The procession of life through the ages and the factors in the sublime movement; the peopling of the earth by plants and animals and the linking of life to life in subtle inter-relations, such as those between flowers and their insect-visitors; the life-histories of individual types and the extraordinary results of the new inquiry called "experimental embryology"—these also are among the subjects with which this Outline will deal.
The behaviour of animals is another fascinating study, leading to a provisional picture of the dawn of mind. Indeed, no branch of science surpasses in interest that which deals with the ways and habits—the truly wonderful devices, adaptations, and instincts—of insects, birds, and mammals. We no longer deny a degree of intelligence to some members of the animal world—even the line between intelligence and reason is sometimes difficult to find.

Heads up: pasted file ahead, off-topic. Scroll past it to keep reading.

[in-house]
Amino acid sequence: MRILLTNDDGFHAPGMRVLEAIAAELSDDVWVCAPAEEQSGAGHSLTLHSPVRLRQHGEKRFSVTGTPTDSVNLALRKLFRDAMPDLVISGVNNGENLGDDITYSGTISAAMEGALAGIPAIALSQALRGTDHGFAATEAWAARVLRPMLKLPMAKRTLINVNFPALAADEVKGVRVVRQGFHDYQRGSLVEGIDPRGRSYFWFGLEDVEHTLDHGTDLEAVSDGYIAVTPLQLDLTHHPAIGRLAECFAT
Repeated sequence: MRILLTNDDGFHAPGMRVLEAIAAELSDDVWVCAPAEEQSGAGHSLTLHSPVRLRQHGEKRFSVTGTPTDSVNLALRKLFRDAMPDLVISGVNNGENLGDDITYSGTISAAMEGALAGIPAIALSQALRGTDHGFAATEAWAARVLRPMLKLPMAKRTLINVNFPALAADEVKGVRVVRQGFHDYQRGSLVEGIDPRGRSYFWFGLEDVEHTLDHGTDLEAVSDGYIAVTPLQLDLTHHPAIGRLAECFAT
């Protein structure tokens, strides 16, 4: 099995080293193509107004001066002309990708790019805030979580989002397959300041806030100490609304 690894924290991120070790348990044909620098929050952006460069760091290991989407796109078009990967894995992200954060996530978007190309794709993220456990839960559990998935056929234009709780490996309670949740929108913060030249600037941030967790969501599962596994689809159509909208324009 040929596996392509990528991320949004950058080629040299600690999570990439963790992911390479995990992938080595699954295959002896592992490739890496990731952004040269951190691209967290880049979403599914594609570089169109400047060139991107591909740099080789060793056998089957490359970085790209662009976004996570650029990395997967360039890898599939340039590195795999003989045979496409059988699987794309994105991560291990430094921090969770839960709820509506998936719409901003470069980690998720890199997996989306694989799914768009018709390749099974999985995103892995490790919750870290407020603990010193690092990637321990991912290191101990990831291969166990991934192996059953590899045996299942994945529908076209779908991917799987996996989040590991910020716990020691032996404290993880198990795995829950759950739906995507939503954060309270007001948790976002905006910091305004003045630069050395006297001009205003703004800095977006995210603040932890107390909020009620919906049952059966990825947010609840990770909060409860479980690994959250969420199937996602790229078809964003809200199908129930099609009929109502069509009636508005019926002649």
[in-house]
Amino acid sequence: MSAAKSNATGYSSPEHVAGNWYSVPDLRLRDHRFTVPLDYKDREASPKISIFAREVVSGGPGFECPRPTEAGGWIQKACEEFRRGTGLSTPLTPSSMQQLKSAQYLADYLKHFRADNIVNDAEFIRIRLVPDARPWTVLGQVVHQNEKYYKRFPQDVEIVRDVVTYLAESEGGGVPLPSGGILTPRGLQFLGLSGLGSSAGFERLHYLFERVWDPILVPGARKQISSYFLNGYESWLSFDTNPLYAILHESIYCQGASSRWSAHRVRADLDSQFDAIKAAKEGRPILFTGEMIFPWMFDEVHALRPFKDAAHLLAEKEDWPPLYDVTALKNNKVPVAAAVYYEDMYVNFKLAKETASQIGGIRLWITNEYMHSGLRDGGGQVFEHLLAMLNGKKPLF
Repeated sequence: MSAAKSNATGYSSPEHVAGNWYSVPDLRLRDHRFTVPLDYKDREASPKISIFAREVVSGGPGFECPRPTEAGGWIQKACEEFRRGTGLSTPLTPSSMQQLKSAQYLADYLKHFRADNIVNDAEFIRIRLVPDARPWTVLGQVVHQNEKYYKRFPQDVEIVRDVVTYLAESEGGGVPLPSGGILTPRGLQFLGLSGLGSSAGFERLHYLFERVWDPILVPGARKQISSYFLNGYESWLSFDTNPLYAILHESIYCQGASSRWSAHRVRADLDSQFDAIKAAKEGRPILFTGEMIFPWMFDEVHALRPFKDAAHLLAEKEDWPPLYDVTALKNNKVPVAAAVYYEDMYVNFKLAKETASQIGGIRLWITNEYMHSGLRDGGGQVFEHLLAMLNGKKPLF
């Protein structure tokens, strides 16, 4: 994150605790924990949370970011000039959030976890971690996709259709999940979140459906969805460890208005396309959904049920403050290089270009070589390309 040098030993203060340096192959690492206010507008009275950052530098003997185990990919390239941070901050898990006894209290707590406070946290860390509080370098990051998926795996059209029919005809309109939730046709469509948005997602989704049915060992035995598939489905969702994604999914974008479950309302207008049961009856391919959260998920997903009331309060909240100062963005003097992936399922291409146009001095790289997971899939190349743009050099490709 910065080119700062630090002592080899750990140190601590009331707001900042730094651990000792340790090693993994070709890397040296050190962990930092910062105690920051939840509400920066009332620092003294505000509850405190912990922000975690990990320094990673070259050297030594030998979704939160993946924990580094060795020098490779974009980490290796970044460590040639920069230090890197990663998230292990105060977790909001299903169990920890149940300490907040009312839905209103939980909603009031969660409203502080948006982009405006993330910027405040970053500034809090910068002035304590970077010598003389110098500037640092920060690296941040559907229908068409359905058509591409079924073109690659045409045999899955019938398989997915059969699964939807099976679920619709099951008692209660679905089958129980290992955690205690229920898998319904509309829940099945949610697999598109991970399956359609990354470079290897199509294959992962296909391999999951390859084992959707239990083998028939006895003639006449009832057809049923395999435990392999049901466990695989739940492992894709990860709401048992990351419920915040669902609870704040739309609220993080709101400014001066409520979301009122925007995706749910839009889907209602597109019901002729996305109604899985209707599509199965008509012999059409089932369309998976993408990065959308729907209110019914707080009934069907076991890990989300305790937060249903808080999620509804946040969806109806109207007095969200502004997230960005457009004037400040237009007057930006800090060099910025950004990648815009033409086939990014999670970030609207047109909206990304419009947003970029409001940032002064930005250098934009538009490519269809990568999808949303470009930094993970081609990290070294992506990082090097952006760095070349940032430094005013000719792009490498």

Fresh contacts between physiology and the study of man's mental life; precise studies of the ways of children and wild peoples; and new methods like those of the psycho-analyst must also receive the attention they deserve, for they are giving us a "New Psychology" and the claims of psychical research must also be recognised by the open-minded.
The general aim of the Outline is to give the reader a clear and concise view of the essentials of present-day science, so that he may follow with intelligence the modern advance and share appreciatively in man's continued conquest of his kingdom.
J. Arthur Thomson.